30C3 happened in Hamburg at the end of December 2013. I’d never been before so I was
looking forward to it. Having never been or known that many people that have been,
I had no preconceived ideas as to what I was in for.
Little did I know that I’d learn stuff, write more code than I probably should at a
conference and realise that you don’t have to mission to Las Vegas to experience a
The TL;DR version of this blog post is “Go to 31C3..it’ll rock your panties”
So many interesting talks happened. The great thing about 30C3 is that if a talk is in
German (which quite a few are), you don’t have to miss out on anything. You can pull
up the translated stream and watch that or even listen in on the translation on your DECT
phone. Yes, there is a GSM network running at 30C3. No, I probably wouldn’t connect to
it with my stupid iPhone. Especially after watching ioerrors talk on Sunday/Monday.
Having access to the live stream was also awesome in that you never had to miss out
on a talk if you were hacking away at something in another room. This happened to me
a few times. And it also happened when the rooms filled up quickly. Thank god for the
overflow to Saal 2 for the keynote is all I can say…
Anyway, talks..here’s what I caught and why I thought they were interesting. Most of them
will be on the offical media page by the
time you read this so pick them up there.
10 Years of Fun with Embedded Devices
This was a little dry for my liking. It was a good overview of the OpenWRT project over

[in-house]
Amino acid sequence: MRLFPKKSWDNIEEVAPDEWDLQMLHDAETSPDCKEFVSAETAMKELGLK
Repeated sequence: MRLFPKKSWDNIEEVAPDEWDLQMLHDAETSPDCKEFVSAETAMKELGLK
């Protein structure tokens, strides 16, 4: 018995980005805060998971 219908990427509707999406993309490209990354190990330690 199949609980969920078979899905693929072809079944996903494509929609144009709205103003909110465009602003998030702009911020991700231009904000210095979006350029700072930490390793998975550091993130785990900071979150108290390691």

the last 10 years. Having never used the project it was cool to see how it evolved
over the years.
Electronic Bank Robberies
This was a very interesting talk up until the time I got kicked out of the isle.
While it wasn’t new tech or anything, it was interesting to see how the malware authors
were attacking ATMs. All it really proved was the physical access beats everything.
The highly anticipated keynote for 30C3. Saal 1 filled up very quickly so we managed to
get a seat at the back of Saal 2. Glenn Greenwald gave a very interesting talk about
the whole Snowden / NSA incident. It was great to hear that things like GPG/PGP are
starting to catch on outside of our circles.
The passion and dedication shown by Glenn and his colleagues left me with a little more
hope for humanity than before 30C3. I suggest that you watch this.
Hillbilly Tracking of Low Earth Orbit
Very interesting talk by Travis on tracking satellites (I think).
Travis has been doing awesome stuff with satellites and radio stuff for longer than
I’ve had a drinking problem. You should also check out PoC||GTFO.
My journey into FM-RDS
Really interesting talk by Oona. She described how she discovered a signal while listening
to her radio one evening. She then reversed said signal and discovered some awesomeness
behind it. While I’m not very into the SDR/radio side of things, it was a very interesting
talk. The way it was delivered was also great. Very understated with some rather awesome
sauces just dropped without the usual flashy showmanship you usually expect with something
like this. Must be a Scandianvian thing :)
I was hoping for a little more from this talk. I’m putting my lack of enthusiasm for this
talk down to a lack of Mate at that particular time. Really it was a good talk about